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Hermitian Operators
As mentioned previously, the expectation value of an operator
is
given by

(55) 
and all physical observables are represented by such
expectation values. Obviously, the value of a physical observable such
as energy or density must be real, so we require <A> to be real.
This means that we must have
<A> = <A>^{*}, or

(56) 
Operators
which satisfy this condition are called Hermitian.
One can also show that for a Hermitian operator,

(57) 
for any two states
and .
An important property of Hermitian operators is that their eigenvalues
are real. We can see this as follows: if we have an eigenfunction of
with eigenvalue a, i.e.
,
then
for a Hermitian operator
Since
is never negative, we must have either a = a^{*} or
.
Since
is not an acceptable wavefunction,
a = a^{*}, so a is real.
Another important property of Hermitian operators is that their
eigenvectors are orthogonal (or can be chosen to be so). Suppose that
and
are eigenfunctions of
with eigenvalues
a and b, with .
If
is Hermitian then
since a = a^{*} as shown above. Because we assumed ,
we must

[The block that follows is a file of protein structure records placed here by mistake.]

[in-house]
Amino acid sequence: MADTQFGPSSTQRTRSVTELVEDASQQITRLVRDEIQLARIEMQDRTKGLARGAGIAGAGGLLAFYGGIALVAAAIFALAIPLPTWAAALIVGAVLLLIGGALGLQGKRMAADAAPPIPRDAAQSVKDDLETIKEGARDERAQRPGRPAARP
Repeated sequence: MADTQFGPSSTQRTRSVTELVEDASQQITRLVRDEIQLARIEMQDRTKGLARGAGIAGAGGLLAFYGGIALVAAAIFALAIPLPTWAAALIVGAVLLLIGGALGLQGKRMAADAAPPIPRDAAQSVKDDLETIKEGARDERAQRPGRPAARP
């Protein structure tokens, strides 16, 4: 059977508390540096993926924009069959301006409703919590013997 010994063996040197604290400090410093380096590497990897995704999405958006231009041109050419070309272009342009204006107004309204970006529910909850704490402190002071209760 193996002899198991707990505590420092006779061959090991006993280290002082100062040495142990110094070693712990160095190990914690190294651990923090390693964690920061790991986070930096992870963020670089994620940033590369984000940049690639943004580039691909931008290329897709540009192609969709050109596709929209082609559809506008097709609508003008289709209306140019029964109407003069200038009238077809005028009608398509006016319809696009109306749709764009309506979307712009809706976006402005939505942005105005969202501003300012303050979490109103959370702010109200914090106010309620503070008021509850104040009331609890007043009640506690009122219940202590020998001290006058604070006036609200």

have
,
i.e.
and
are
orthogonal. Thus we have shown that eigenfunctions of a Hermitian operator
with different eigenvalues are orthogonal. In the case of degeneracy
(more than one eigenfunction with the same eigenvalue), we can choose
the eigenfunctions to be orthogonal. We can easily show this for the
case of two eigenfunctions of
with the same eigenvalue. Suppose
we have
We now want to take linear combinations of
and
to form two
new eigenfunctions
and ,
where
and
.
Now we want
and to be orthogonal, so
Thus we merely need to choose

(62) 
and we obtain orthogonal eigenfunctions. This Schmidtorthogonalization
procedure can be extended to the case of nfold degeneracy, so we have shown
that for a Hermitian operator, the eigenvectors can be made orthogonal.
Next: Unitary Operators
Up: Operators
Previous: Eigenfunctions and Eigenvalues